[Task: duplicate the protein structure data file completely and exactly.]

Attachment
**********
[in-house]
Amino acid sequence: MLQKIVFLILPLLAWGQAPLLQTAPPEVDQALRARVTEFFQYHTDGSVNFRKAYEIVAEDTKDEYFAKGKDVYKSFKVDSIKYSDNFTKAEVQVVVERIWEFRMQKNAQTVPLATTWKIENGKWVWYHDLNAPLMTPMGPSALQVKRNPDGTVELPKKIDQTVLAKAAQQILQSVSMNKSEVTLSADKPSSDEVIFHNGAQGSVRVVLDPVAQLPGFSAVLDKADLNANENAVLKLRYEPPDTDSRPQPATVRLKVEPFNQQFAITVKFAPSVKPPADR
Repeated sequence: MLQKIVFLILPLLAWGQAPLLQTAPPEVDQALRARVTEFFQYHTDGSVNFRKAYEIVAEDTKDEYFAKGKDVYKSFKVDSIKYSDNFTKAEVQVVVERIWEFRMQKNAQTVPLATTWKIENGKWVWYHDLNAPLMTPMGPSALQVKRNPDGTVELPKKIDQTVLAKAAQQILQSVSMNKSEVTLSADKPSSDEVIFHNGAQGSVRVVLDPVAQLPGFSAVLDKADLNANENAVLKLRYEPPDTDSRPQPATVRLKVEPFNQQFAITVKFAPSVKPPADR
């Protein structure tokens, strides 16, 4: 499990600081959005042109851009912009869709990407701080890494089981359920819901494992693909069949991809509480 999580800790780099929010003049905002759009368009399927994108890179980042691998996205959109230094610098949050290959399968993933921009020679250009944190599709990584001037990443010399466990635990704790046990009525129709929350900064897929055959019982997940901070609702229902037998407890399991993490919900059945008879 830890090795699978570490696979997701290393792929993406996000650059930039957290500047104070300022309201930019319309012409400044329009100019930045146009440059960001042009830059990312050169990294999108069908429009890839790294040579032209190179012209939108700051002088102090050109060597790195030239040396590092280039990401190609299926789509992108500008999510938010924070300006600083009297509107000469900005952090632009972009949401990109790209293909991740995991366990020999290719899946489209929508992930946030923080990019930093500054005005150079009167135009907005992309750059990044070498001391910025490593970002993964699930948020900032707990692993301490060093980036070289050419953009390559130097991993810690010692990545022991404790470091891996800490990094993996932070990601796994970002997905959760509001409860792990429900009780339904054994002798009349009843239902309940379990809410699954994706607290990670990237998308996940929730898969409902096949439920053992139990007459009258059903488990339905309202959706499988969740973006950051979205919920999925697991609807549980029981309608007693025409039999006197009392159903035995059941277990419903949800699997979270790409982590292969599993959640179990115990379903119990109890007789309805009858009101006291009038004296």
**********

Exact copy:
[in-house]
Amino acid sequence: MLQKIVFLILPLLAWGQAPLLQTAPPEVDQALRARVTEFFQYHTDGSVNFRKAYEIVAEDTKDEYFAKGKDVYKSFKVDSIKYSDNFTKAEVQVVVERIWEFRMQKNAQTVPLATTWKIENGKWVWYHDLNAPLMTPMGPSALQVKRNPDGTVELPKKIDQTVLAKAAQQILQSVSMNKSEVTLSADKPSSDEVIFHNGAQGSVRVVLDPVAQLPGFSAVLDKADLNANENAVLKLRYEPPDTDSRPQPATVRLKVEPFNQQFAITVKFAPSVKPPADR
Repeated sequence: MLQKIVFLILPLLAWGQAPLLQTAPPEVDQALRARVTEFFQYHTDGSVNFRKAYEIVAEDTKDEYFAKGKDVYKSFKVDSIKYSDNFTKAEVQVVVERIWEFRMQKNAQTVPLATTWKIENGKWVWYHDLNAPLMTPMGPSALQVKRNPDGTVELPKKIDQTVLAKAAQQILQSVSMNKSEVTLSADKPSSDEVIFHNGAQGSVRVVLDPVAQLPGFSAVLDKADLNANENAVLKLRYEPPDTDSRPQPATVRLKVEPFNQQFAITVKFAPSVKPPADR
């Protein structure tokens, strides 16, 4: 499990600081959005042109851009912009869709990407701080890494089981359920819901494992693909069949991809509480 999580800790780099929010003049905002759009368009399927994108890179980042691998996205959109230094610098949050290959399968993933921009020679250009944190599709990584001037990443010399466990635990704790046990009525129709929350900064897929055959019982997940901070609702229902037998407890399991993490919900059945008879 830890090795699978570490696979997701290393792929993406996000650059930039957290500047104070300022309201930019319309012409400044329009100019930045146009440059960001042009830059990312050169990294999108069908429009890839790294040579032209190179012209939108700051002088102090050109060597790195030239040396590092280039990401190609299926789509992108500008999510938010924070300006600083009297509107000469900005952090632009972009949401990109790209293909991740995991366990020999290719899946489209929508992930946030923080990019930093500054005005150079009167135009907005992309750059990044070498001391910025490593970002993964699930948020900032707990692993301490060093980036070289050419953009390559130097991993810690010692990545022991404790470091891996800490990094993996932070990601796994970002997905959760509001409860792990429900009780339904054994002798009349009843239902309940379990809410699954994706607290990670990237998308996940929730898969409902096949439920053992139990007459009258059903488990339905309202959706499988969740973006950051979205919920999925697991609807549980029981309608007693025409039999006197009392159903035995059941277990419903949800699997979270790409982590292969599993959640179990115990379903119990109890007789309805009858009101006291009038004296």